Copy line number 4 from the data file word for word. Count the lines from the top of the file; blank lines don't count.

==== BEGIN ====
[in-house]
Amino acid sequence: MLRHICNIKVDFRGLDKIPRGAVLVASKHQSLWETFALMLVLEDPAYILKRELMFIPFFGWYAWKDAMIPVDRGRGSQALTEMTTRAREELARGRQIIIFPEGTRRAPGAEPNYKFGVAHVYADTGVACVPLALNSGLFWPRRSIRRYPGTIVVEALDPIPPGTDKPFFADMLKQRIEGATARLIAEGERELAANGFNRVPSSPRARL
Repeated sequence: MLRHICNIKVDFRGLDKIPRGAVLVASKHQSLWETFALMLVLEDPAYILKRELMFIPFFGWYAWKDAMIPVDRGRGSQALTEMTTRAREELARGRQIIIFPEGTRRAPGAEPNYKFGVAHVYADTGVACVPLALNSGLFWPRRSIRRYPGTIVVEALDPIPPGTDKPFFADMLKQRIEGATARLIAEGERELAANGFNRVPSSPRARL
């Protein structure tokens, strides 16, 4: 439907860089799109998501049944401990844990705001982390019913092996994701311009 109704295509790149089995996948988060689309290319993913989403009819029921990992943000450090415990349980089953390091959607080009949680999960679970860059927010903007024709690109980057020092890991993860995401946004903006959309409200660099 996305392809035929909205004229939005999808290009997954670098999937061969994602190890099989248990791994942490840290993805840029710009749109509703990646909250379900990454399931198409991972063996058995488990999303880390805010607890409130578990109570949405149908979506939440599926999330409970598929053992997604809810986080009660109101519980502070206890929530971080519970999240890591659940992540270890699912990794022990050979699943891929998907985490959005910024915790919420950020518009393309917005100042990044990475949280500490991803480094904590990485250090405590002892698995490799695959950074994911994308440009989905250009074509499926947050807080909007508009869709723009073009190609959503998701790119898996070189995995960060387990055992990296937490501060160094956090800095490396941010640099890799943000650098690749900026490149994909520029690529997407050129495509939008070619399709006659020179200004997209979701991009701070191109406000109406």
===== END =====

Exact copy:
């Protein structure tokens, strides 16, 4: 439907860089799109998501049944401990844990705001982390019913092996994701311009 109704295509790149089995996948988060689309290319993913989403009819029921990992943000450090415990349980089953390091959607080009949680999960679970860059927010903007024709690109980057020092890991993860995401946004903006959309409200660099 996305392809035929909205004229939005999808290009997954670098999937061969994602190890099989248990791994942490840290993805840029710009749109509703990646909250379900990454399931198409991972063996058995488990999303880390805010607890409130578990109570949405149908979506939440599926999330409970598929053992997604809810986080009660109101519980502070206890929530971080519970999240890591659940992540270890699912990794022990050979699943891929998907985490959005910024915790919420950020518009393309917005100042990044990475949280500490991803480094904590990485250090405590002892698995490799695959950074994911994308440009989905250009074509499926947050807080909007508009869709723009073009190609959503998701790119898996070189995995960060387990055992990296937490501060160094956090800095490396941010640099890799943000650098690749900026490149994909520029690529997407050129495509939008070619399709006659020179200004997209979701991009701070191109406000109406």